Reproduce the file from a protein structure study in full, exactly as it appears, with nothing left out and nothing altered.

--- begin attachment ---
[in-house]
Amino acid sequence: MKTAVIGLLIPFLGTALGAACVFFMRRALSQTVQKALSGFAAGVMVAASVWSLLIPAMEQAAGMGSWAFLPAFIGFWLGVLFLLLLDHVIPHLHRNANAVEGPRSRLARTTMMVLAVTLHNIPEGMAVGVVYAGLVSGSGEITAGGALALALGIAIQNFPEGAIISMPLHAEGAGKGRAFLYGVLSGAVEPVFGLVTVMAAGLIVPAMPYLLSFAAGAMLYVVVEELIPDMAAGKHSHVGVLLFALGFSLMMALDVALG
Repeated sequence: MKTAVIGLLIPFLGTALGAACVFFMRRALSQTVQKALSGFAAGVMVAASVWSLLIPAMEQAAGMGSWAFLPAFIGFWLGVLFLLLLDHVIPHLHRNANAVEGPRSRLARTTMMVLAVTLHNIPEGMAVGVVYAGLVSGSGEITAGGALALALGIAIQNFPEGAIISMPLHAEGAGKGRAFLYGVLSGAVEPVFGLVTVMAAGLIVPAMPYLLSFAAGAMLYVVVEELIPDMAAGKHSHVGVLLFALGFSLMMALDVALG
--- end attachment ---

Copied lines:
[in-house]
Amino acid sequence: MKTAVIGLLIPFLGTALGAACVFFMRRALSQTVQKALSGFAAGVMVAASVWSLLIPAMEQAAGMGSWAFLPAFIGFWLGVLFLLLLDHVIPHLHRNANAVEGPRSRLARTTMMVLAVTLHNIPEGMAVGVVYAGLVSGSGEITAGGALALALGIAIQNFPEGAIISMPLHAEGAGKGRAFLYGVLSGAVEPVFGLVTVMAAGLIVPAMPYLLSFAAGAMLYVVVEELIPDMAAGKHSHVGVLLFALGFSLMMALDVALG
Repeated sequence: MKTAVIGLLIPFLGTALGAACVFFMRRALSQTVQKALSGFAAGVMVAASVWSLLIPAMEQAAGMGSWAFLPAFIGFWLGVLFLLLLDHVIPHLHRNANAVEGPRSRLARTTMMVLAVTLHNIPEGMAVGVVYAGLVSGSGEITAGGALALALGIAIQNFPEGAIISMPLHAEGAGKGRAFLYGVLSGAVEPVFGLVTVMAAGLIVPAMPYLLSFAAGAMLYVVVEELIPDMAAGKHSHVGVLLFALGFSLMMALDVALG